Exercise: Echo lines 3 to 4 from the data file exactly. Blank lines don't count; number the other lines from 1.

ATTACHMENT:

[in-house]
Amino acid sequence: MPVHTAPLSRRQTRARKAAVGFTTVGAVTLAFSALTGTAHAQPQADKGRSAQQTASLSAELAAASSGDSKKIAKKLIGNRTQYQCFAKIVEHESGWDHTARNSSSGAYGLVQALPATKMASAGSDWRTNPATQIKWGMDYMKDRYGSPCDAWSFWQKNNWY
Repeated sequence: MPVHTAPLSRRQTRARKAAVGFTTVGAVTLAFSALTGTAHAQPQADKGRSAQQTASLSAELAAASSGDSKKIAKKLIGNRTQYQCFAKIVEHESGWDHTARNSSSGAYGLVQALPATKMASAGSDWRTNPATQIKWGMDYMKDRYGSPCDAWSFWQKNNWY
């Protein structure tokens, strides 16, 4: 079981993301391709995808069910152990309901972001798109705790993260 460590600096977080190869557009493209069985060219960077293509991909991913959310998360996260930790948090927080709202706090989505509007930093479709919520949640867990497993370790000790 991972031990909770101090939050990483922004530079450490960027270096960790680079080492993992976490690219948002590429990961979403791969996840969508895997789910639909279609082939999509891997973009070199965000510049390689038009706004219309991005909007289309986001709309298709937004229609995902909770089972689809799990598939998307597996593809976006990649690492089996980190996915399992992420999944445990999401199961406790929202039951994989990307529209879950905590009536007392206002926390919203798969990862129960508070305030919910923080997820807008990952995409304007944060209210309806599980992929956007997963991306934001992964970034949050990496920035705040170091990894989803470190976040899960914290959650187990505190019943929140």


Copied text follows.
Repeated sequence: MPVHTAPLSRRQTRARKAAVGFTTVGAVTLAFSALTGTAHAQPQADKGRSAQQTASLSAELAAASSGDSKKIAKKLIGNRTQYQCFAKIVEHESGWDHTARNSSSGAYGLVQALPATKMASAGSDWRTNPATQIKWGMDYMKDRYGSPCDAWSFWQKNNWY
């Protein structure tokens, strides 16, 4: 079981993301391709995808069910152990309901972001798109705790993260 460590600096977080190869557009493209069985060219960077293509991909991913959310998360996260930790948090927080709202706090989505509007930093479709919520949640867990497993370790000790 991972031990909770101090939050990483922004530079450490960027270096960790680079080492993992976490690219948002590429990961979403791969996840969508895997789910639909279609082939999509891997973009070199965000510049390689038009706004219309991005909007289309986001709309298709937004229609995902909770089972689809799990598939998307597996593809976006990649690492089996980190996915399992992420999944445990999401199961406790929202039951994989990307529209879950905590009536007392206002926390919203798969990862129960508070305030919910923080997820807008990952995409304007944060209210309806599980992929956007997963991306934001992964970034949050990496920035705040170091990894989803470190976040899960914290959650187990505190019943929140």